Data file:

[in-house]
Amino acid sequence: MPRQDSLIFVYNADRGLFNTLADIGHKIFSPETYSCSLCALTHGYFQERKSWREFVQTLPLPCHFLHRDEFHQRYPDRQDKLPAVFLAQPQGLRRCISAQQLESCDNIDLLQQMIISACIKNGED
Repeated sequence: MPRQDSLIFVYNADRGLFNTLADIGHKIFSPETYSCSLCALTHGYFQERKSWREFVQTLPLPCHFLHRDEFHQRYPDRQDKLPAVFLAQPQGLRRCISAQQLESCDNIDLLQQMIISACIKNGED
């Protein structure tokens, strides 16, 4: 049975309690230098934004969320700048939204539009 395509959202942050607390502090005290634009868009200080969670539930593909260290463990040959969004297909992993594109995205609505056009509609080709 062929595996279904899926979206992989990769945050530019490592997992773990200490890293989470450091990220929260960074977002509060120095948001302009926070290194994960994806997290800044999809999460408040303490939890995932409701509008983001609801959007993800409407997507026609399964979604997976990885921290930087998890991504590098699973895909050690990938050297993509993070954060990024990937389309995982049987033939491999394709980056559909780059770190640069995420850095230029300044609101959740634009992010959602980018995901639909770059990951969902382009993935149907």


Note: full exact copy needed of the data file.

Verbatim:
[in-house]
Amino acid sequence: MPRQDSLIFVYNADRGLFNTLADIGHKIFSPETYSCSLCALTHGYFQERKSWREFVQTLPLPCHFLHRDEFHQRYPDRQDKLPAVFLAQPQGLRRCISAQQLESCDNIDLLQQMIISACIKNGED
Repeated sequence: MPRQDSLIFVYNADRGLFNTLADIGHKIFSPETYSCSLCALTHGYFQERKSWREFVQTLPLPCHFLHRDEFHQRYPDRQDKLPAVFLAQPQGLRRCISAQQLESCDNIDLLQQMIISACIKNGED
């Protein structure tokens, strides 16, 4: 049975309690230098934004969320700048939204539009 395509959202942050607390502090005290634009868009200080969670539930593909260290463990040959969004297909992993594109995205609505056009509609080709 062929595996279904899926979206992989990769945050530019490592997992773990200490890293989470450091990220929260960074977002509060120095948001302009926070290194994960994806997290800044999809999460408040303490939890995932409701509008983001609801959007993800409407997507026609399964979604997976990885921290930087998890991504590098699973895909050690990938050297993509993070954060990024990937389309995982049987033939491999394709980056559909780059770190640069995420850095230029300044609101959740634009992010959602980018995901639909770059990951969902382009993935149907």